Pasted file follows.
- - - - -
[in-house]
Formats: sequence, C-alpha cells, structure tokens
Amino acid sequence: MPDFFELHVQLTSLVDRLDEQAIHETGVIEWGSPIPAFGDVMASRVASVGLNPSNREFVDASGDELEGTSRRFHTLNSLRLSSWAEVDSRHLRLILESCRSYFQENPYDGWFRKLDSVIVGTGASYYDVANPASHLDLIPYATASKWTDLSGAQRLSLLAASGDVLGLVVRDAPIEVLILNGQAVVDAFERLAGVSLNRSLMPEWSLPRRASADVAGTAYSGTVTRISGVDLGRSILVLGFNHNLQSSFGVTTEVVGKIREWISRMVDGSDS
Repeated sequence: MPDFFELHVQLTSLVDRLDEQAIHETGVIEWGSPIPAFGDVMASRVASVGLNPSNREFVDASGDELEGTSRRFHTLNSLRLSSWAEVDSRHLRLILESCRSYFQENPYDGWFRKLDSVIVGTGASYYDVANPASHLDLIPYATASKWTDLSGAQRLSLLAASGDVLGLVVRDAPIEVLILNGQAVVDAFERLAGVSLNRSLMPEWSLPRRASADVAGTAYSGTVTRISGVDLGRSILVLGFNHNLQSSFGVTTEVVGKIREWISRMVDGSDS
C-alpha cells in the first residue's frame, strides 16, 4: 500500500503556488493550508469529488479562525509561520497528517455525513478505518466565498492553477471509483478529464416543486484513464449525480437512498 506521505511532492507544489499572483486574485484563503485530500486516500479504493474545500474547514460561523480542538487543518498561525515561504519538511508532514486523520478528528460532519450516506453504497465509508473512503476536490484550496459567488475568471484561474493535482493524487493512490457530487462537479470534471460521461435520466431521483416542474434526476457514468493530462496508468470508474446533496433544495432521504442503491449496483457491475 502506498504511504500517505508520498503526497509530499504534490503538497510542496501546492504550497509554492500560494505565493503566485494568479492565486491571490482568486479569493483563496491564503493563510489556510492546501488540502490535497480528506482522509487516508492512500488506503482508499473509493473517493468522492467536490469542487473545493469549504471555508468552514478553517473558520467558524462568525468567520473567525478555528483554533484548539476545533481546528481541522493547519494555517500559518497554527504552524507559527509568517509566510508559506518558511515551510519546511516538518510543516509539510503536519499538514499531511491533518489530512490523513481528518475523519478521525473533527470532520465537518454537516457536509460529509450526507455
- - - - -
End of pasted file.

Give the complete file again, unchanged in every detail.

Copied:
[in-house]
Formats: sequence, C-alpha cells, structure tokens
Amino acid sequence: MPDFFELHVQLTSLVDRLDEQAIHETGVIEWGSPIPAFGDVMASRVASVGLNPSNREFVDASGDELEGTSRRFHTLNSLRLSSWAEVDSRHLRLILESCRSYFQENPYDGWFRKLDSVIVGTGASYYDVANPASHLDLIPYATASKWTDLSGAQRLSLLAASGDVLGLVVRDAPIEVLILNGQAVVDAFERLAGVSLNRSLMPEWSLPRRASADVAGTAYSGTVTRISGVDLGRSILVLGFNHNLQSSFGVTTEVVGKIREWISRMVDGSDS
Repeated sequence: MPDFFELHVQLTSLVDRLDEQAIHETGVIEWGSPIPAFGDVMASRVASVGLNPSNREFVDASGDELEGTSRRFHTLNSLRLSSWAEVDSRHLRLILESCRSYFQENPYDGWFRKLDSVIVGTGASYYDVANPASHLDLIPYATASKWTDLSGAQRLSLLAASGDVLGLVVRDAPIEVLILNGQAVVDAFERLAGVSLNRSLMPEWSLPRRASADVAGTAYSGTVTRISGVDLGRSILVLGFNHNLQSSFGVTTEVVGKIREWISRMVDGSDS
C-alpha cells in the first residue's frame, strides 16, 4: 500500500503556488493550508469529488479562525509561520497528517455525513478505518466565498492553477471509483478529464416543486484513464449525480437512498 506521505511532492507544489499572483486574485484563503485530500486516500479504493474545500474547514460561523480542538487543518498561525515561504519538511508532514486523520478528528460532519450516506453504497465509508473512503476536490484550496459567488475568471484561474493535482493524487493512490457530487462537479470534471460521461435520466431521483416542474434526476457514468493530462496508468470508474446533496433544495432521504442503491449496483457491475 502506498504511504500517505508520498503526497509530499504534490503538497510542496501546492504550497509554492500560494505565493503566485494568479492565486491571490482568486479569493483563496491564503493563510489556510492546501488540502490535497480528506482522509487516508492512500488506503482508499473509493473517493468522492467536490469542487473545493469549504471555508468552514478553517473558520467558524462568525468567520473567525478555528483554533484548539476545533481546528481541522493547519494555517500559518497554527504552524507559527509568517509566510508559506518558511515551510519546511516538518510543516509539510503536519499538514499531511491533518489530512490523513481528518475523519478521525473533527470532520465537518454537516457536509460529509450526507455